Norman Angus was born at Southwick, Co. Durham in 1890. He was working as a miner prior to enlisting in September 1914. He was posted to the 8th Battalion of the Yorkshire Regiment.
He would have been sent to France in September 1915 and he had a somewhat chequered career. He had been promoted to Corporal by early 1916 but was reduced to Private. He was wounded in December 1915 and again in September 1916 and unfortunately had to forfeit 6 days pay for unauthorised absence in 1917.
14043 Corporal Angus was awarded the 1915 Star, the British War Medal and the Victory Medal.
He died aged 84 in March 1975.
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In October 1915 Geoffrey Howard Smith was commissioned as a 2nd Lieutenant in the 5th Battalion from being a member of the ranks of the Inns of Court Officer Training Corps (O.T.C.). At that time he was probably based at the O.T.C. training camp at Berkhamsted Common Hertfordshire. In August 1916 he is listed as wounded in France. He recovers from his wounds but in June 1918 he is listed as missing then confirmed as a prisoner of war in September 1918. Smith remained in captivity until his release and return to England in January 1919. This event is recognised by a letter sent to him from King George V.
At the outbreak of the First World War, George Butterworth was being described as the most promising British composer of his day. George was born in Paddington, London in 1885 but at the age of six moved to Yorkshire when his father became first solicitor and then General Manager of the North Eastern Railway Company. George inherited his mother’s talent for music (she was a professional singer before her marriage). His parents sent him to Aysgarth Preparatory School, near Bedale where he played the organ during school services. His musical ability led to him gaining an Organ Scholarship to Eton College. He initally entered Trinity College, Oxford with the intention of studying law, but this idea was abandoned as he became increasingly interested in setting down the folk music of the British Isles. At the outbreak of the First World War, George enlisted in the Duke of Cornwall’s Light Infantry and was later granted a commission in the Durham Light Infantry. He was on active service for almost a year and awarded the Military Cross in 1917. The citation states that he had commanded the Company when the Captain was wounded ‘with great ability and coolness … and total disregard of personal safety’. Less than a month later, on Saturday 5 August, he was shot through the head by a German sniper in ‘Munster Alley’. Only a day later, William Short of the 8th Battalion, Yorkshire Regiment undertook the action which led to his posthumous Victoria Cross in the same…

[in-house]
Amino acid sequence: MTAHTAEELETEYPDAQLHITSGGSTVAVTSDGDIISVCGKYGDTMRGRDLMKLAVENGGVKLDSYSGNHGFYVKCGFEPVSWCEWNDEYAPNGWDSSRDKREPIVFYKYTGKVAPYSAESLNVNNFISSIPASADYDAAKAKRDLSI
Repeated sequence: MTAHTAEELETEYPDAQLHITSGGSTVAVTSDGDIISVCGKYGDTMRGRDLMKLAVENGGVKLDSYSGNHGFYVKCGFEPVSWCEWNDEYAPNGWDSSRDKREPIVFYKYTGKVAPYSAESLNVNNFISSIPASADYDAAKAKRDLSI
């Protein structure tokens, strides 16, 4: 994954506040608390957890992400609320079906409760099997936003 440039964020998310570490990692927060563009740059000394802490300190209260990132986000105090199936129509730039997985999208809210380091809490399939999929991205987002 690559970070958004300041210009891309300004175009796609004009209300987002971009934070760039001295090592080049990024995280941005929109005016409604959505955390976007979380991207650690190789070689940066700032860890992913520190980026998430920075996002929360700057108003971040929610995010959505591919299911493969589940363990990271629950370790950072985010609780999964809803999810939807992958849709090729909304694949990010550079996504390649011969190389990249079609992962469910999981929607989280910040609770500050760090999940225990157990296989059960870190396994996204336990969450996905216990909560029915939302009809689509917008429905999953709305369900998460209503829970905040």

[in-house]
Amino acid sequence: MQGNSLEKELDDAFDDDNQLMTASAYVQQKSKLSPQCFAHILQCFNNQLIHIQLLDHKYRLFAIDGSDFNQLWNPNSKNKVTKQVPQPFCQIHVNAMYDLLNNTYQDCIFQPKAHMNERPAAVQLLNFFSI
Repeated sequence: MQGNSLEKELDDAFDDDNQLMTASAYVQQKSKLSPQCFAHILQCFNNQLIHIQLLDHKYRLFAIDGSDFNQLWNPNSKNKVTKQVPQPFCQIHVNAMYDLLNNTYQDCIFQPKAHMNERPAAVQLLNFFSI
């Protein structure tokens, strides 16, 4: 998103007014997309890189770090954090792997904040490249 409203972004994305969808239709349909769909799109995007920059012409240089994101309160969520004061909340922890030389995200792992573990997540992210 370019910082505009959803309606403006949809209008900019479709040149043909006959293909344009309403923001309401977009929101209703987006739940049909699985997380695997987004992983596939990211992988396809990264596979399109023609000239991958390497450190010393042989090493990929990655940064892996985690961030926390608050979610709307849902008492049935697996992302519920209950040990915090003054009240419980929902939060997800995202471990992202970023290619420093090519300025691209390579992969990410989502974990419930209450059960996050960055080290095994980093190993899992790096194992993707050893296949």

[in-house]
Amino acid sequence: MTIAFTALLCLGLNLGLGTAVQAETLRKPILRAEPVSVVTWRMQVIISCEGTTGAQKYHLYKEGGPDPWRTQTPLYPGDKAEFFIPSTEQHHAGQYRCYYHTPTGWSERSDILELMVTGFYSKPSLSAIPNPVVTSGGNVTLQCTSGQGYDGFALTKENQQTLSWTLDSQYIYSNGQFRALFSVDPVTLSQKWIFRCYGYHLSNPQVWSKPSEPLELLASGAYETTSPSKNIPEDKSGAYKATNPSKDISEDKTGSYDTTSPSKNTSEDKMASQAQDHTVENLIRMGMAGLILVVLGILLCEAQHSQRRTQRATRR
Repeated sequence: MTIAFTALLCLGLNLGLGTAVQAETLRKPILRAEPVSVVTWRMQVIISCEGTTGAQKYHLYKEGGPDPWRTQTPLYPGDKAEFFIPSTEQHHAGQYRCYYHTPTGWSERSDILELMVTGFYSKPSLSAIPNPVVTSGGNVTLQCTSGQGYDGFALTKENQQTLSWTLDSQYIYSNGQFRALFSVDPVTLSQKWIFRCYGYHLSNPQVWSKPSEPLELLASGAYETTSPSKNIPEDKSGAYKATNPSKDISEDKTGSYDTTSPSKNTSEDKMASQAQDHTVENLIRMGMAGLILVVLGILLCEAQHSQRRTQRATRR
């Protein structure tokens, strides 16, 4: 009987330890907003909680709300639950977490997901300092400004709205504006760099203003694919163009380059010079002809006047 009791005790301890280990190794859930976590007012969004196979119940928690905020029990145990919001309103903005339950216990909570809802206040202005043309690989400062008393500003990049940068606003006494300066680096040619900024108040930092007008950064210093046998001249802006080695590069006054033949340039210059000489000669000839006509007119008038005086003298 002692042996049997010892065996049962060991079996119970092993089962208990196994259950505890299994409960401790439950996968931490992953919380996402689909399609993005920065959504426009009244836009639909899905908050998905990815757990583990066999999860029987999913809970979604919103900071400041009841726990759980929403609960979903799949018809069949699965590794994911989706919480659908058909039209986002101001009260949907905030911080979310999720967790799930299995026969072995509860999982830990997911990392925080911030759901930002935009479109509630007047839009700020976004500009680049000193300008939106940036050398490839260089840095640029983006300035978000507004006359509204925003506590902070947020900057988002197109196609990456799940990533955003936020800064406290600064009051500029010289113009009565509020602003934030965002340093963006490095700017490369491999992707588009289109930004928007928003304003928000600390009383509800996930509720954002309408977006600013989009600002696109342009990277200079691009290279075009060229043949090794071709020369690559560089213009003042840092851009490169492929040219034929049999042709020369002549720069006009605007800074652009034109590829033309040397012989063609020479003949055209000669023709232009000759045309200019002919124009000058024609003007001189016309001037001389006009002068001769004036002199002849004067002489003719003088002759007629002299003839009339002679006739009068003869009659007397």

Elspeth De Montes told us about her grandad John MacKenzie, a carpenter, who was called up in August 1914. “John had been working as a carpenter for James Bryce in Clephanton since April 1910 when he was called up on 4th August 1914. He enlisted with the Highland Mounted Brigade at Nairn eventually being posted to to Egypt in 1916. He worked chiefly on the wagons, greasing and making slight repairs but he also saw action throughout his time in Egypt. During an air raid at Ramleh on 27th November 1917 5 men were killed along with approximately 100 horses.” John survived his time in Egypt, returning home on 4th April 1919. He kept some of his equipment in the Princess Mary Tin he received during his service. Elspeth still has his Princess Mary tin. He passed away in 1980.